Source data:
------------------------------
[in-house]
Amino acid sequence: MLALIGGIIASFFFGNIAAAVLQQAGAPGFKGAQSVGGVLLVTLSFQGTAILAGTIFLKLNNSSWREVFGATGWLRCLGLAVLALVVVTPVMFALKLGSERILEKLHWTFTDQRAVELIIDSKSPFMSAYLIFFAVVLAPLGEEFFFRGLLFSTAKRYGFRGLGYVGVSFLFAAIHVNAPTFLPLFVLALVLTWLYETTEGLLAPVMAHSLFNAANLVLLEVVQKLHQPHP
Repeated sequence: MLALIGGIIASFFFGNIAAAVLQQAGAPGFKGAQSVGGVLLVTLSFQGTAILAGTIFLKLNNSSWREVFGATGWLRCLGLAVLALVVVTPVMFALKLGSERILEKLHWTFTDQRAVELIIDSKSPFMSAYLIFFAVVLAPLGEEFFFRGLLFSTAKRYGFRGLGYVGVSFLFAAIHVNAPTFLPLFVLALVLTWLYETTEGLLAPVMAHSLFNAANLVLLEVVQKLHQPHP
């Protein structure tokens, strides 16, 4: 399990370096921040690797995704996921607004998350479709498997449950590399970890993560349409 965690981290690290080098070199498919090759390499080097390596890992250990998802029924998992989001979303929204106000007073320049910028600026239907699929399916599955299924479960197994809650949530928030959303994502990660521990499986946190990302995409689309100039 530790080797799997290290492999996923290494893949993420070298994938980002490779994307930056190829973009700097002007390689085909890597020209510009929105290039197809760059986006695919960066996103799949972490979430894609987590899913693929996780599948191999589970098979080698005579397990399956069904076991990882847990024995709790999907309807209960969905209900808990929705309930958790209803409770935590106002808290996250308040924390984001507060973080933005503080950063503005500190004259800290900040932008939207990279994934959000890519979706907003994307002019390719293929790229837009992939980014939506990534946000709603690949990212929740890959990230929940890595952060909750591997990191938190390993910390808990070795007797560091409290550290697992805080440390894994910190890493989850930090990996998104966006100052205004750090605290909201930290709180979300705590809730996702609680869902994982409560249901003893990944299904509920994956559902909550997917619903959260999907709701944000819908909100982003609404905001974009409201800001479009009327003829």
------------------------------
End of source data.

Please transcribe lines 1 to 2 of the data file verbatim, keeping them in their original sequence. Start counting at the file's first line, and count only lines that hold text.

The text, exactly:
[in-house]
Amino acid sequence: MLALIGGIIASFFFGNIAAAVLQQAGAPGFKGAQSVGGVLLVTLSFQGTAILAGTIFLKLNNSSWREVFGATGWLRCLGLAVLALVVVTPVMFALKLGSERILEKLHWTFTDQRAVELIIDSKSPFMSAYLIFFAVVLAPLGEEFFFRGLLFSTAKRYGFRGLGYVGVSFLFAAIHVNAPTFLPLFVLALVLTWLYETTEGLLAPVMAHSLFNAANLVLLEVVQKLHQPHP